When I first announced my trip to Iraq, some questioned why I would ever go to such a place. While I knew intellectually that it would be a growth opportunity personally and professionally, I greatly underestimated just how life-changing it would be. As I now sit in beautiful Breckenridge Colorado to give the keynote for the Colorado Association of School Executives, I have new stories to tell that will enhance my message of educating for peace in a globalized world.
I taught cultural entrepreneurship to 150 Iraqis and Kurds last week, however, my special project was to work with four musicians from Mosul who over the past three years had been robbed, captured, and tortured by ISIS. Their crime was playing music, and execution was the standard punishment.
The timing could not have been more poignant since Mosul was liberated only days before I arrived. After they spent nine hours in 120 degree weather trying to cross a checkpoint in order to work with me, we shared stories, wrote incredible music together, laughed and cried, and hugged each other so tightly that there is no doubt that we will be great friends for life. I may be their teacher, but they taught me more than I could have imagined about values, courage, and life.
The depth of their suffering is only superseded by their ability to rise above it. These four young men—Ameen, Hakam, Khalid, and Mouhamad—are the bravest soldiers I know. They don't fight with guns or bombs to kill terrorists (people) who will simply resurface; they fight terrorism (ideology) with musical instruments by defying ISIS and inspiring others not to surrender to fundamentalism. Their ability to escape their fate yet still fight with music is a level of courage that I cannot fathom. True heroes.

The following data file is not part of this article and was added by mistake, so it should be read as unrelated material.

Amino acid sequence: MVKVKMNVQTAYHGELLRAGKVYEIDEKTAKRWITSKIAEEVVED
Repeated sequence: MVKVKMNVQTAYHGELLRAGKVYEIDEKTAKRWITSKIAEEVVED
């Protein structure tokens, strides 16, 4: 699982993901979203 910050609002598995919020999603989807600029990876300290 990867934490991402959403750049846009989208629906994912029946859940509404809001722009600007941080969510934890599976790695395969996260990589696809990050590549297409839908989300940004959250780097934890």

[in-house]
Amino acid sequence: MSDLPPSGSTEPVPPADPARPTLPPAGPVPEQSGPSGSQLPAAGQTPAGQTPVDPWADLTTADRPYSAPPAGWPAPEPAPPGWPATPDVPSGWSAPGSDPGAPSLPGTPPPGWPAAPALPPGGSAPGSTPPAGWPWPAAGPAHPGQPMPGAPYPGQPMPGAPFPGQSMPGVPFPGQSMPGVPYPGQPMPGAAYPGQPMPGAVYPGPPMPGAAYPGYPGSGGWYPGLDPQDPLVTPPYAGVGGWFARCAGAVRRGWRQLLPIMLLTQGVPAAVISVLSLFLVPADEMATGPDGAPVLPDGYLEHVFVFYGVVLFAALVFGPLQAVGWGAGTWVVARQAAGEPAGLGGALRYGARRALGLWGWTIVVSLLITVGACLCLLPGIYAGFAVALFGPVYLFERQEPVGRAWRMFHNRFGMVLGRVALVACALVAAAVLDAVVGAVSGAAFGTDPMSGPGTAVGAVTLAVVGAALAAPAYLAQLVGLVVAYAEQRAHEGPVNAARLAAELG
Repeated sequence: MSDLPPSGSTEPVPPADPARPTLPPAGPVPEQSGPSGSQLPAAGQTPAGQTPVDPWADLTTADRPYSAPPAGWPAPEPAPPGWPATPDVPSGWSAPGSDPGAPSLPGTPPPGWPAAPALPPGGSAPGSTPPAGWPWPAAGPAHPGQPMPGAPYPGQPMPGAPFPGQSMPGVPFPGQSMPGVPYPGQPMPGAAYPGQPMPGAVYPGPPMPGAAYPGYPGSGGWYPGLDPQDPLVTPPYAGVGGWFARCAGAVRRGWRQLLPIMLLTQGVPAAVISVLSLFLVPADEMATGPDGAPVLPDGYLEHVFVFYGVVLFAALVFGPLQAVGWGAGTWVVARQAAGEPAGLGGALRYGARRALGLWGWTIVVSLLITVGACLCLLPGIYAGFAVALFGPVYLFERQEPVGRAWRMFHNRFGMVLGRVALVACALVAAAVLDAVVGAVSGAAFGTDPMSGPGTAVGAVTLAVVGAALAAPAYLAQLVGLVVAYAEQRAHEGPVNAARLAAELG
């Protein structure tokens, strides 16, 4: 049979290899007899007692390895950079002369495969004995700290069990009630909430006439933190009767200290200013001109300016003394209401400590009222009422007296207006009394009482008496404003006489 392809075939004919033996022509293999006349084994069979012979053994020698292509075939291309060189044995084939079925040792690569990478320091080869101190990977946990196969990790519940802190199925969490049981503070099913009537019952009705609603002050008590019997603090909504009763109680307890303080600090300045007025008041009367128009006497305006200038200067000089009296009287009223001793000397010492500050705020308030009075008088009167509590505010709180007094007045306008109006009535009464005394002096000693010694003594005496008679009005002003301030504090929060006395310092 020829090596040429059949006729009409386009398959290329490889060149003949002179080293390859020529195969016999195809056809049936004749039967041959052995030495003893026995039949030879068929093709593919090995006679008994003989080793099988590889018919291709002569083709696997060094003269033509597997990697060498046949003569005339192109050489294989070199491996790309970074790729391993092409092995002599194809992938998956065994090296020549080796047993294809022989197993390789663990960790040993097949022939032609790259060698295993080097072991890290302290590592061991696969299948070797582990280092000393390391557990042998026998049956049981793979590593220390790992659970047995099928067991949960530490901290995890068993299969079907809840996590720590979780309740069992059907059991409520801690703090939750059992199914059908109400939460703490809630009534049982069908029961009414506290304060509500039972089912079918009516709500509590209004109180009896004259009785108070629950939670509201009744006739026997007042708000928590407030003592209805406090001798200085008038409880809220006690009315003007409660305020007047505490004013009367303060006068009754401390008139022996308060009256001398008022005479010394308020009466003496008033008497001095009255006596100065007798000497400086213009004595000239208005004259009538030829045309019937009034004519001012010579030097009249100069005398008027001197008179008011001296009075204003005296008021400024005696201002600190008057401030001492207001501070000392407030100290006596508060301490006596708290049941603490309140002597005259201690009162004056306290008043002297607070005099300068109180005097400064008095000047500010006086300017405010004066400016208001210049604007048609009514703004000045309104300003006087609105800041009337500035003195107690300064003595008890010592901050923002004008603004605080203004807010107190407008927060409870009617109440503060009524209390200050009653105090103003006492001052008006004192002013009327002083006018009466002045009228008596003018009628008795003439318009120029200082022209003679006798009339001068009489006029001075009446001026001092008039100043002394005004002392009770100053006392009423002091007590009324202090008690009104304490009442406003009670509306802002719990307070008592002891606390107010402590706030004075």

They honored me with gifts that are hard for me to process. Ameen signed and dedicated to me his shirt that he wore the first time he played his violin atop the rubble of Yunus temple destroyed by ISIS, risking his life to make a point (google it...many news stories on him). Khalid, a professional barber, cut my hair—ISIS made it illegal to shave or get a haircut so he had no business for three years, but once ISIS was defeated, people cut their hair in both celebration and defiance symbolizing their newfound freedom. Hakam gave me a guitar-shaped key chain that almost got him killed until he convinced ISIS that it was a chicken leg and not a guitar. And Mouhamad, who was tortured by ISIS in ways that we have only seen blacked-out on TV news, gave me a beautiful journal in which he wrote in Arabic that our friendship is immortal.
Not only do they smile, laugh, and express so much love toward me, but they extend their hands to their neighbors, the Kurds, with whom there has and continues to be so much conflict (chemical attacks, fight for independence, battles over oil, etc.). Their open hearts enabled my Kurdish students to collaborate with them, and together they will all rise up as millennial musicians and "be the change you wish to see in the world" (Gandhi).
Iraq is an incredibly complex country and it was profound to know each day that at any moment I could be killed by a car bomb or stray bullet (every Iraqi thinks about this constantly as it is part of life). However, in order to truly make a difference in the lives of others and gain a better understanding of the world in which we live, some risks are most definitely worth taking.